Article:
The course is research-oriented and focuses on the entire policy cycle. This cycle starts by setting the agenda where you recognize the core problem. Then you move on to policy formulation where you propose policy-driven solutions. Next step is to make the decision with regards to choosing the right policy solution from various alternatives. And this is eventually followed by actual implementation of policies. However, the role of policy professionals doesn’t end here and once a policy is employed, one needs to monitor the results as well.  The public policy school has multiple courses and course elements (in the form of assignments, case-studies, simulation exercises, thesis and others) which bring alive these stages of policy cycle during those two years.  For example, you might be writing a policy position paper that suggests the best mode of water service delivery in a habitation based on cost-benefit analysis of various alternatives available including piped water supply, water vendors, water kiosks, water hand-pumps etc. Or you might be asked to generate an interagency capability index which assesses the effectiveness of coordination between different public agencies and provide recommendations to improve coordination between them. I specialized in urban policy during my time at the school with a lot of my learning focused on land policy, housing policies, land use planning, urban governance, infrastructure pricing, regulatory practices and so on.

However, the class-based learning was only one part of my education at LKYSPP. A significant amount of learning was from the multi-cultural, multi-lingual, multi-religious and multi-regional environment I studied in. There were students from 26 nationalities in my class. I lived in a house with a Buddhist, a Muslim and a Christian. The professors who taught us also were from all over the world, with experience in diverse professional settings including academia, multilateral organizations, diplomacy, civil services and others.  The learning from interacting with this amazing mix of people was a quantum jump in my learning in those two years. I also got important lessons in community life, group, and teamwork, taking initiatives and many other life skills during these two years. These life skills have been equally important in overall personal and professional growth.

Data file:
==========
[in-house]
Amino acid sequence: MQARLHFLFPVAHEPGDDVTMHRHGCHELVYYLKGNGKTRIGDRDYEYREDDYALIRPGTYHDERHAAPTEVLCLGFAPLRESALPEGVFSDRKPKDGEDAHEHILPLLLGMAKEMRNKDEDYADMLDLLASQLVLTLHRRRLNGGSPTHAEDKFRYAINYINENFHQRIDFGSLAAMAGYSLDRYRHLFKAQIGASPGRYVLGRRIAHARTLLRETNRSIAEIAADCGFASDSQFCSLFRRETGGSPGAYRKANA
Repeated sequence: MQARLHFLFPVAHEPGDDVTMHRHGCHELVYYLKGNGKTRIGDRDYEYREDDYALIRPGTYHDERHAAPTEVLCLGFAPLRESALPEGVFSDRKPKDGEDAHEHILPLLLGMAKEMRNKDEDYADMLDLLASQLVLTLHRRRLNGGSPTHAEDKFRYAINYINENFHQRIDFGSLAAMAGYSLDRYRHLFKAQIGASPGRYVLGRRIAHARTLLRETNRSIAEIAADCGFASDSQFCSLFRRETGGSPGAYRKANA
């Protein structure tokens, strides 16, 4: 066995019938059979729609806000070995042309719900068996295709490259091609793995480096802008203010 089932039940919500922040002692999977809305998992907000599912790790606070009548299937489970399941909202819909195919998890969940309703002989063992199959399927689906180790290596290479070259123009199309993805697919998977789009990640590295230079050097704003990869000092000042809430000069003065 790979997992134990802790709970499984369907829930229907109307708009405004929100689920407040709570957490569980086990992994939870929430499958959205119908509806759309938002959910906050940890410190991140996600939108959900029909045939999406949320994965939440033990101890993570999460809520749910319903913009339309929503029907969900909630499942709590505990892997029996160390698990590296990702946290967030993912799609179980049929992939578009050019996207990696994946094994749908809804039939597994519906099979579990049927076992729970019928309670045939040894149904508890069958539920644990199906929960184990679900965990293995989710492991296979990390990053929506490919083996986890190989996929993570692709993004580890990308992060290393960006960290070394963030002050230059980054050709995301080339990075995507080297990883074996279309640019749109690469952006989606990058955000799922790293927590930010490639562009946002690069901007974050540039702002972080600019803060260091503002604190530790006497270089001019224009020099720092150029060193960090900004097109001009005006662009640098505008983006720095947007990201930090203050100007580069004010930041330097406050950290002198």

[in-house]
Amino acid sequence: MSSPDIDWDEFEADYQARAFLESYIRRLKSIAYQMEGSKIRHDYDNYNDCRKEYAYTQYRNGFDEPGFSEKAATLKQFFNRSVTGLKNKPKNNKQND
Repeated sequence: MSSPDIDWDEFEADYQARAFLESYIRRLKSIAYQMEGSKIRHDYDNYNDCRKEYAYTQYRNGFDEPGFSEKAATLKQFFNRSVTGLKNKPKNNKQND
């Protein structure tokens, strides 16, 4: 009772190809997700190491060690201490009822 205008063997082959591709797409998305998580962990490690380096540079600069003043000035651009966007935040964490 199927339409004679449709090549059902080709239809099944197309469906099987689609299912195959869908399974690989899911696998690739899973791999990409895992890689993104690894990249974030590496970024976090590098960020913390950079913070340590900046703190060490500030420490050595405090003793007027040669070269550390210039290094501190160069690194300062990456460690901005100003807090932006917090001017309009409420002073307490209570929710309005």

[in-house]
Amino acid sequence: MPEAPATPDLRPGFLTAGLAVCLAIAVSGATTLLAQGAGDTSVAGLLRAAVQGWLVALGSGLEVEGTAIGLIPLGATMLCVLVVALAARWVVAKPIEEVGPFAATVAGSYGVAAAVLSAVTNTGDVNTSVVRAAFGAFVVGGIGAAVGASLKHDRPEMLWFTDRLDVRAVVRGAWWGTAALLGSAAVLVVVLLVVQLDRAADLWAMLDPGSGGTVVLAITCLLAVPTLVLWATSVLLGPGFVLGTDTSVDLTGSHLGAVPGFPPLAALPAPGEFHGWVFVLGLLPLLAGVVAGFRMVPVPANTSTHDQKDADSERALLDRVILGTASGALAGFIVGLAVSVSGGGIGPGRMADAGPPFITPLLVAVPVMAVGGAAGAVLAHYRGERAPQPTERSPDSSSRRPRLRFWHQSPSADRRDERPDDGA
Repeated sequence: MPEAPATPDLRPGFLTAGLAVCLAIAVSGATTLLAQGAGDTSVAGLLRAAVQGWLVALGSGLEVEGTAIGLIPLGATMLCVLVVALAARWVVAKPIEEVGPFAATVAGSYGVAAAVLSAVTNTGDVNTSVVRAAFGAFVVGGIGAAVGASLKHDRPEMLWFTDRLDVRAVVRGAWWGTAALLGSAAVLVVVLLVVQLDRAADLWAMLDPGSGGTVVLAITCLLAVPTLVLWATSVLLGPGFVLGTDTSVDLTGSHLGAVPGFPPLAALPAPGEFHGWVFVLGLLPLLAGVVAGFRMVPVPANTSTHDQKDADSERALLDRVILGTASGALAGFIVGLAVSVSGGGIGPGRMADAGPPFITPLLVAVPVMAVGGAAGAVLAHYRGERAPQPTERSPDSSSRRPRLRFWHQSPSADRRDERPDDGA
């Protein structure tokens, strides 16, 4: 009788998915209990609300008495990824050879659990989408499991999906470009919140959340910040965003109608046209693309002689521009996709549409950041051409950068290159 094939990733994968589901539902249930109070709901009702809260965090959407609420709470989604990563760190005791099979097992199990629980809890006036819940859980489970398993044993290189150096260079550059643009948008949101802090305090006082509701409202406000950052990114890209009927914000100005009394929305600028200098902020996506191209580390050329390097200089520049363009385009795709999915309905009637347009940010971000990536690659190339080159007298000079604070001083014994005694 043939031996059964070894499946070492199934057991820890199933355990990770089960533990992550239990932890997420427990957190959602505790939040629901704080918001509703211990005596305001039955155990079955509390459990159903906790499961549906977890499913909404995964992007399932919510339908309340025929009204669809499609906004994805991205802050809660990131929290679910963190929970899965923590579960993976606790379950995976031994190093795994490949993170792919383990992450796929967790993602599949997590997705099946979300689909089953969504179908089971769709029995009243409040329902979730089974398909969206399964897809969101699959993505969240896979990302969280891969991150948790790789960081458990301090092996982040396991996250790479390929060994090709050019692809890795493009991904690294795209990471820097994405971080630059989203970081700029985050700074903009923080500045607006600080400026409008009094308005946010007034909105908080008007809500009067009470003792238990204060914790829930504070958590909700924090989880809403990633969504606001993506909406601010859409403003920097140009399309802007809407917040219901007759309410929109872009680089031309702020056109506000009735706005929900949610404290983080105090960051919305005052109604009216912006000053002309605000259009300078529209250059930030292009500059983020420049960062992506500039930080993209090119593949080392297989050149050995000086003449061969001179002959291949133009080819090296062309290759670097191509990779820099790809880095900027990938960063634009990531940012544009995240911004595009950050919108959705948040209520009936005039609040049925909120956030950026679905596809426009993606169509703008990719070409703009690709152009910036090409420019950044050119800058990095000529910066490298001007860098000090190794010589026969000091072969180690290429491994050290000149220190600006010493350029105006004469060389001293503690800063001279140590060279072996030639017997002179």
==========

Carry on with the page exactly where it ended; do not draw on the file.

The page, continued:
Today as I write this in 2018, the acceptance and visibility of public policy alumni have grown significantly in India. Every year I get emails or messages from many prospective applicants asking questions about the school. I know of people who did their master’s in economics and went on to do another master’s in public policy. The scope of public goods and services has grown manifold in last decade. The pressure on their demand is so immense that it might not be logical to expect only the government to provide these service and other partners need to step up. It has been difficult for government actors and institutions as well, to provide for all these goods and services alone. And hence there is a demand for qualified and keen professionals who can share this task.  And it is not just government which has opened to public policy graduates but the doors have been open also in the third sector, academia, journalism, consulting and many such fields. Public policy is an exciting field and the times ahead are even more exciting.